Anonymous Post Tupelo, MS
This is a very interesting report of the life of a most remarkable man. I almost passed it by as I read of one of my young kinsmen who lost his life in Iraq; he,too, was made of the stuff that CSM Rabbit Kennedy emulates. I am very glad that I took the time to read your account, Sir. You are an extraordinary person, one of whom we are all to be proud and to whom we are to be grateful for your outstanding service to our Country.
Ed Hood Oxford, MS
For years as my wife and I would go to Amory where my family was raised and still reside. I always passed the house with a sign saying CSM Lawrence Kennedy or something of that nature. I ask my cousin Colonel Kennon Hood army retired who this individual might be. It was at this time my cousin gave me a short story of CSM Lawrence "Rabbit" Kennedy. As I listened with great interest I was amazed of the trials and tribulations of this one man. I proudly served 4yrs in the military one tour in Viet Nam. When I came home I was spit on called baby killer and everything else that a soldier could be called in the negative aspects. I was also informed by my cousin that CSM Kennedy had a son that went by the same nick name "Rabbitt" that was under the command of Col Hood as a tanker in the Army n/g. I have every intention in reading everything I can on this amazing man. I also hope to stop by CSM Kennedy's home someday on my way to Amory and just to speak and admire this unique Army veteran CSM Lawrence "Rabbitt" Kennedy. I support today's veterans and will continue to do so.
A MAN NAMED RABBIT
Command Sgt Major Lawrence Rabbit Kennedy
Veteran of World War II, Korea & Vietnam
Thank you to the Amory Regional Museum for the use of the photographs in their collection. Visit their website using the link on the left of this page.
Command Sergeant Major (CSM) Lawrence “Rabbit” Kennedy is an intensely proud man and he has every right to be. He spent 34 years serving his nation and finished as one of the most, if not the most, decorated soldier in the history of the Army. When he began his military career, President Franklin D. Roosevelt was commander-in-chief. By the end, President Gerald Ford held the position. CSM Kennedy fought in the Battle of the Bulge in his late teens then trudged through the jungles of Vietnam over 30 years later. In those three and a half decades of service he amassed 34 air medals and four Legions of Merit, the only man ever to do so. But if you ask Rabbit Kennedy what he loved the most about his military career, he says nothing about his medals at all. The only thing he talks about is his men. More than anything else, Rabbit Kennedy loved to take care of the men who called him “Sir”.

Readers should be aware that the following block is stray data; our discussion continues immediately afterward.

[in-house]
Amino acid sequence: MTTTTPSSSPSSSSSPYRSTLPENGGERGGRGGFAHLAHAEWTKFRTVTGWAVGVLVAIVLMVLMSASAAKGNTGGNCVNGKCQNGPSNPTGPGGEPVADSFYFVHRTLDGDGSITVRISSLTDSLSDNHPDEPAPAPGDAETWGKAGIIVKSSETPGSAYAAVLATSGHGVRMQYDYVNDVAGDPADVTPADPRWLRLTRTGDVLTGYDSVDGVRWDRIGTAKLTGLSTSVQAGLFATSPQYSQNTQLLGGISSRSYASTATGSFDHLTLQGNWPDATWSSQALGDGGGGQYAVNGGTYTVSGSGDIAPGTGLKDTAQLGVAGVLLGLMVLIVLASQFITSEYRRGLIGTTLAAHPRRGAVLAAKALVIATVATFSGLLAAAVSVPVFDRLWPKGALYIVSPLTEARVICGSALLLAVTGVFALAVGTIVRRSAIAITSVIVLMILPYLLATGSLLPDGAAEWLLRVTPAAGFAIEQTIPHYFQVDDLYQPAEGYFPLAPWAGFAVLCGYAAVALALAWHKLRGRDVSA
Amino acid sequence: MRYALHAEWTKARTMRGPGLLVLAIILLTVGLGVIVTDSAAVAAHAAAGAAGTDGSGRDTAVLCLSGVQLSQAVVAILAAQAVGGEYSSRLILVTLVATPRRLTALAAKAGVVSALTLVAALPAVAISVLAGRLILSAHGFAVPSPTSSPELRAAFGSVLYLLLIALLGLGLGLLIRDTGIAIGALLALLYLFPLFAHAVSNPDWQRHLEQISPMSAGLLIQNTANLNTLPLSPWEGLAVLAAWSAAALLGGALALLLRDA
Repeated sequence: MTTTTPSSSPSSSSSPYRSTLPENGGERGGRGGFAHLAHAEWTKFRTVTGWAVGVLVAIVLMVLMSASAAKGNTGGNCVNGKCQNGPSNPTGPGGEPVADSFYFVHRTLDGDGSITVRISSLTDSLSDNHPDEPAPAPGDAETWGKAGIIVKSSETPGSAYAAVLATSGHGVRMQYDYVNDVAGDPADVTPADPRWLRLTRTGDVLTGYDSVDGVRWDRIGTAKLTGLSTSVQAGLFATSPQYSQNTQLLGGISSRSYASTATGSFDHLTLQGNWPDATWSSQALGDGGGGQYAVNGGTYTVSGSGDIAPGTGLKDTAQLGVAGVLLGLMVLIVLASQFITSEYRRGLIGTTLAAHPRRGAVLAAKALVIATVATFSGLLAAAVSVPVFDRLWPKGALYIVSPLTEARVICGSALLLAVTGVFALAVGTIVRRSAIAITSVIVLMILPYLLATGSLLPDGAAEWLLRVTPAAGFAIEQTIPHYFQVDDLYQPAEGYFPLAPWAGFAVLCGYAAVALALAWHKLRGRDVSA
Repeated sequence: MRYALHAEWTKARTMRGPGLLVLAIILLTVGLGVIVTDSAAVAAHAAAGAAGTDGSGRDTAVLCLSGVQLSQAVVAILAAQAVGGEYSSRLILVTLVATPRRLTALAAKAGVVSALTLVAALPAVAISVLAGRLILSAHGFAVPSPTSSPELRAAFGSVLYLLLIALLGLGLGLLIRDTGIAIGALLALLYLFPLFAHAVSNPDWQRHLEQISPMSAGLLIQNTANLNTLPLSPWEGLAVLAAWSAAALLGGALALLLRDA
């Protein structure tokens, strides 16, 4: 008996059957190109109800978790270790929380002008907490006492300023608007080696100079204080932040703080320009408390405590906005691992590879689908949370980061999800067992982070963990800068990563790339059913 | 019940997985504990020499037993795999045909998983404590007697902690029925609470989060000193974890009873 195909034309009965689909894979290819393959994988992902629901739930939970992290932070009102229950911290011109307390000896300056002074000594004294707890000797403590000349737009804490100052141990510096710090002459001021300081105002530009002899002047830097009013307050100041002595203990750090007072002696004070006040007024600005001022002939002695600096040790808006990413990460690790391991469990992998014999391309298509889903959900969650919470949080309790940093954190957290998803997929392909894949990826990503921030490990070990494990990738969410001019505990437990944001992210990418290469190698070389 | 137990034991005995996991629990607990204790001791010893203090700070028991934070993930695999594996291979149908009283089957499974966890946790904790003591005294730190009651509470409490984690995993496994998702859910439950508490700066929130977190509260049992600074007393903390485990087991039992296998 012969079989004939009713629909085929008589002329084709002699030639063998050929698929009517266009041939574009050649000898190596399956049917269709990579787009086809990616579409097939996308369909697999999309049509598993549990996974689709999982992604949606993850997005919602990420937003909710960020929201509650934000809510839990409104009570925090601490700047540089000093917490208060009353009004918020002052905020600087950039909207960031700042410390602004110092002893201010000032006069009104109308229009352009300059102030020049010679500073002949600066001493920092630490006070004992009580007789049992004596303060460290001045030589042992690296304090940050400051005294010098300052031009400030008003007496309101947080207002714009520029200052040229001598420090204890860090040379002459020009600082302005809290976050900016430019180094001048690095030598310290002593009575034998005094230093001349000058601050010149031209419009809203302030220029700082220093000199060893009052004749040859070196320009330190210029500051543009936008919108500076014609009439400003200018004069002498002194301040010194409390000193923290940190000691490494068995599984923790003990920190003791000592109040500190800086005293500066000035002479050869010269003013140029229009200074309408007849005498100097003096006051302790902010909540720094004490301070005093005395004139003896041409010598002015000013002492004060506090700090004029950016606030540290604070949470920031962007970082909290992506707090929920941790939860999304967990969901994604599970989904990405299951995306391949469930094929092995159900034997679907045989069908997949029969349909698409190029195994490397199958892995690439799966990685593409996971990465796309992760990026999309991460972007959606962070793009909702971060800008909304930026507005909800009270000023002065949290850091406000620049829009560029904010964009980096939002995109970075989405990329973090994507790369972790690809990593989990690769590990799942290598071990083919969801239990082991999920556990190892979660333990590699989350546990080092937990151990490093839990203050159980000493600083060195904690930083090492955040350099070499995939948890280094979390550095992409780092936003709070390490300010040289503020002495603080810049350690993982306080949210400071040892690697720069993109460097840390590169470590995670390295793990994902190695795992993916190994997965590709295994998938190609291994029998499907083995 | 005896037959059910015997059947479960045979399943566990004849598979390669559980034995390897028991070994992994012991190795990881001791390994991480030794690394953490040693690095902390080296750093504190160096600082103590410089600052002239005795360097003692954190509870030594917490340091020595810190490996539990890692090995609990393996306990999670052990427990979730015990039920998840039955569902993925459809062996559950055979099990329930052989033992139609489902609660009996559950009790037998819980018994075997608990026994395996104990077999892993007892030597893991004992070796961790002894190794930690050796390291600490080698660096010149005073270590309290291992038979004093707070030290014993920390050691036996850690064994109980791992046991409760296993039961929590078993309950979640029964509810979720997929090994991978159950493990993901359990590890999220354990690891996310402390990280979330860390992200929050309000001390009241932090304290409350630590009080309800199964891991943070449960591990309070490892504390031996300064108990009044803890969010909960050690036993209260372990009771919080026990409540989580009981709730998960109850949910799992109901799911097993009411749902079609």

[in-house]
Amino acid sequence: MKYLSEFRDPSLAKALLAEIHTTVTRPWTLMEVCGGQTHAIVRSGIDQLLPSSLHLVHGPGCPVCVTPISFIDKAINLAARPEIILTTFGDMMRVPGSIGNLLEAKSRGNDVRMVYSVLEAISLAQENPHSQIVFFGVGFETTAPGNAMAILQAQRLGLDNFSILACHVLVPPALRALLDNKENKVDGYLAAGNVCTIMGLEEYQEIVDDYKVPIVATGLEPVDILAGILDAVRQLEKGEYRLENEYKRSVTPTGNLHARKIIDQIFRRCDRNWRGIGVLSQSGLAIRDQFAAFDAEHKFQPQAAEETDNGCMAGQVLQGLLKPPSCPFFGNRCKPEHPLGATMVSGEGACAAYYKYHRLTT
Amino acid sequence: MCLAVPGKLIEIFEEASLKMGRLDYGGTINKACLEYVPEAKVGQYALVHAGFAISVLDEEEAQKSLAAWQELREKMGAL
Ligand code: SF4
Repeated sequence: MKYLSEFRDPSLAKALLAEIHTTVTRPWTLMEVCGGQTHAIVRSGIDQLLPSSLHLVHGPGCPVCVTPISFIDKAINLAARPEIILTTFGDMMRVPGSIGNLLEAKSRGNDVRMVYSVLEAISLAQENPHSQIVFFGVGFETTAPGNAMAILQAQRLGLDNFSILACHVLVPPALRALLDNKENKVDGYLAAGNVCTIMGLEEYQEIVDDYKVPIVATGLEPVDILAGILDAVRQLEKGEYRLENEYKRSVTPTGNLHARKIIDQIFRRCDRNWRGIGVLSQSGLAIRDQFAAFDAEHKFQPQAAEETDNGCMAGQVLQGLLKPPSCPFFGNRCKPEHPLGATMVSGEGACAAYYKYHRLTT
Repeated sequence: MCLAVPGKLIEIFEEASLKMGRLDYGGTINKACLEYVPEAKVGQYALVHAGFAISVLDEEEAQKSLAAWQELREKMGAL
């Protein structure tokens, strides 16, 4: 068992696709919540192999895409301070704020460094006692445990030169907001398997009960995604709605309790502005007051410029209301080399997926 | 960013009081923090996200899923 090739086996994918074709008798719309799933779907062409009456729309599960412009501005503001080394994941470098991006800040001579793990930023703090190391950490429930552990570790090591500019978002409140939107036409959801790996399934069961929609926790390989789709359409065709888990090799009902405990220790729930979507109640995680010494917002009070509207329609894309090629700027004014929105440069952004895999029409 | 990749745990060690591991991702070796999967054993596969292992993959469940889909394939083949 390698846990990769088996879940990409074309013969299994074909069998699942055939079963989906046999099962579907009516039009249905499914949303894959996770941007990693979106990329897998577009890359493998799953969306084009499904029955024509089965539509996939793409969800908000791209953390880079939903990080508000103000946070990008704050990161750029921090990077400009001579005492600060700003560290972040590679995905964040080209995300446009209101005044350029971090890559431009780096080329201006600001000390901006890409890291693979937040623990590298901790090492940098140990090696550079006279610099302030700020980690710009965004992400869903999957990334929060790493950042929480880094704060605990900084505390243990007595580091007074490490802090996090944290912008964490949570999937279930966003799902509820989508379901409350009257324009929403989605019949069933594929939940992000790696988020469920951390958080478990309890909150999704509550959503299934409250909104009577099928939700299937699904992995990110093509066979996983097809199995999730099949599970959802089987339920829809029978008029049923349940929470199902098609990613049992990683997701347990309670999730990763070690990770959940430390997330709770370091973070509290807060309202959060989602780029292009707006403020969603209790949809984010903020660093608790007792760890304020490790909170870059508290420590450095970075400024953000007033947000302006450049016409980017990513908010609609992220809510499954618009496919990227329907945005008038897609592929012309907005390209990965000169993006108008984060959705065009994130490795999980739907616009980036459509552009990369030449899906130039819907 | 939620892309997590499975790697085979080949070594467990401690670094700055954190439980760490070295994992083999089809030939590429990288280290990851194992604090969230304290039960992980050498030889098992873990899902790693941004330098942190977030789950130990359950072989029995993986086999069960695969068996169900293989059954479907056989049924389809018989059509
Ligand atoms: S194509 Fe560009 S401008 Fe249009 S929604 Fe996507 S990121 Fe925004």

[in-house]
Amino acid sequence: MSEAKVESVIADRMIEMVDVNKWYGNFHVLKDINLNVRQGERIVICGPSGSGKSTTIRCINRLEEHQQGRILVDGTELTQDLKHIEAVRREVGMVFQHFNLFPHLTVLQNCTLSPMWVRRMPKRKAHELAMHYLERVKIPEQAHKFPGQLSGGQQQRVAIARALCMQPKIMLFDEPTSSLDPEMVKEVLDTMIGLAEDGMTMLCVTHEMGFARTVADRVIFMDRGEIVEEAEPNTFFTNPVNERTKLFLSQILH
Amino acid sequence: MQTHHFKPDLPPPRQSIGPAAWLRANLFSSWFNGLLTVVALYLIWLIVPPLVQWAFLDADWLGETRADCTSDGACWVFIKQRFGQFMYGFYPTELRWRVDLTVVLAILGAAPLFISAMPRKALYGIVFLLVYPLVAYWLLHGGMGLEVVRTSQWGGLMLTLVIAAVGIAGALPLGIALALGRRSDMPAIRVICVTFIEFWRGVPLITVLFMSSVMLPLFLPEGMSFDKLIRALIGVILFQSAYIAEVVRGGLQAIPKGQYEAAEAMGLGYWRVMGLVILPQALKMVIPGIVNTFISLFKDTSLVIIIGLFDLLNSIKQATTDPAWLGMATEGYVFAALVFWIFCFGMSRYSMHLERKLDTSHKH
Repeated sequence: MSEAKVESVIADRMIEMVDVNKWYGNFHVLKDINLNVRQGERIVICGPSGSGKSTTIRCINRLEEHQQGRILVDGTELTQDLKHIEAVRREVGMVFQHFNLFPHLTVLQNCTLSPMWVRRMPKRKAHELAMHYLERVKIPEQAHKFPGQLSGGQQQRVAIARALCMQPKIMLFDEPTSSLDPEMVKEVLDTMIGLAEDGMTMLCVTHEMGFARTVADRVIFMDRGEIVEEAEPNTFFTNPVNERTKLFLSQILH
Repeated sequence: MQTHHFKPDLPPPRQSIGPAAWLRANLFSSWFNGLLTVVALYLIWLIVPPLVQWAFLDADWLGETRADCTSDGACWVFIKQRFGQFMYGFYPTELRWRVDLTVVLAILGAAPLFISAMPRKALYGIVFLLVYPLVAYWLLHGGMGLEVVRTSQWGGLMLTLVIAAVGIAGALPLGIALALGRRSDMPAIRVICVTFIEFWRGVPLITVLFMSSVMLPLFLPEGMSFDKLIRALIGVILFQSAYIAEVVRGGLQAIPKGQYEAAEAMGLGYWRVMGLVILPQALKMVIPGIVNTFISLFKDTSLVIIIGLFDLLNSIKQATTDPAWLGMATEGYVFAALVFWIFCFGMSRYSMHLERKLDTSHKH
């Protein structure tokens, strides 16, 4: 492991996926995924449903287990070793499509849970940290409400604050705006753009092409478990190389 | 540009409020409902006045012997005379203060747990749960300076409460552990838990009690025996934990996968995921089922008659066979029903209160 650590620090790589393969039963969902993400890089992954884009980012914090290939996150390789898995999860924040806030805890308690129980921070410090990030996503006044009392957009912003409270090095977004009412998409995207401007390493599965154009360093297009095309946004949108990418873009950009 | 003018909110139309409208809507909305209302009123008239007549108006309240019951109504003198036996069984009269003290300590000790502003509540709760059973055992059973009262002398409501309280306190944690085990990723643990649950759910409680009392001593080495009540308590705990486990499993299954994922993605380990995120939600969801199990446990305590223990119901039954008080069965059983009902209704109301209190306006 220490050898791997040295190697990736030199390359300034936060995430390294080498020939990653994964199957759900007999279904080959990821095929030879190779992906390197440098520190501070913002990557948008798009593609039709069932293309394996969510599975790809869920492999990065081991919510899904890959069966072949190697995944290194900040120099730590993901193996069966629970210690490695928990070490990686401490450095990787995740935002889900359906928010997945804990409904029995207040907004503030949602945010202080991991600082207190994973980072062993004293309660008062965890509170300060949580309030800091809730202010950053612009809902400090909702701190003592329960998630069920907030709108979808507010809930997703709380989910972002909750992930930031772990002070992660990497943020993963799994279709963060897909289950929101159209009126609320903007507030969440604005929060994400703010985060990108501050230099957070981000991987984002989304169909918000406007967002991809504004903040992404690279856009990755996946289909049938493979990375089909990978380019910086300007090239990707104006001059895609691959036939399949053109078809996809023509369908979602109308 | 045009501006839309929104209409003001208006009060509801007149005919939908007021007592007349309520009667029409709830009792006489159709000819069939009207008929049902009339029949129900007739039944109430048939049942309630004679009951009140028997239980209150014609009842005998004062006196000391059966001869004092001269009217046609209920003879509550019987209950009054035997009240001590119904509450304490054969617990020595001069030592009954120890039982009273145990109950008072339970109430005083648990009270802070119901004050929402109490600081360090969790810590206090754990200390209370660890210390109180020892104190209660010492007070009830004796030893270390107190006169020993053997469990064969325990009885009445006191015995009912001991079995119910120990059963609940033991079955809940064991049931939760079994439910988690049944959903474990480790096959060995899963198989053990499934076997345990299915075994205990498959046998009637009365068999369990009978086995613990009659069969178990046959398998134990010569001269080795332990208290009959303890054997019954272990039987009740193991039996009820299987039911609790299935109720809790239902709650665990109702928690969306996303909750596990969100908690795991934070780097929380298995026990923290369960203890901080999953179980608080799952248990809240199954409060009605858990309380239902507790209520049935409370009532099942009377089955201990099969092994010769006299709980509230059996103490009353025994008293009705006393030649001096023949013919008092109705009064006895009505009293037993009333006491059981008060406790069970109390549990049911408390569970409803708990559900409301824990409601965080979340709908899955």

People all over Monroe County know Rabbit Kennedy’s story. It is woven into the fabric of local lore. He grew up in relative poverty in Smithville during the Great Depression. A school photo from his childhood shows a shaven head, hollow eyes, and thin limbs. His nickname came from the time a concerned teacher asked him what his family ate for dinner. His answer was simple, “Rabbit”. And that’s what makes CSM Rabbit Kennedy’s story all the more remarkable – and it is remarkable – that he would grow up with so very little but rise up to contribute so much.
In October 1940, a young Rabbit Kennedy walked for two days from his home in Smithville to Tupelo. He was heading to Fort Benning, Georgia to begin his life as a soldier. He had exactly one dollar in his pocket and needed both a sweater and a pair of shoes. Rabbit went to Reed’s in downtown Tupelo where he was helped by a 17-year-old Jack Reed, Sr. Jack Reed found Rabbit both items he needed, but the total came to $1.03. Jack Reed gave him the sweater and shoes, but Rabbit Kennedy promised that day that he would pay him back the three cents he owed him. After that Rabbit Kennedy boarded the train and headed for Georgia. He would spend the next 35 years in the Army.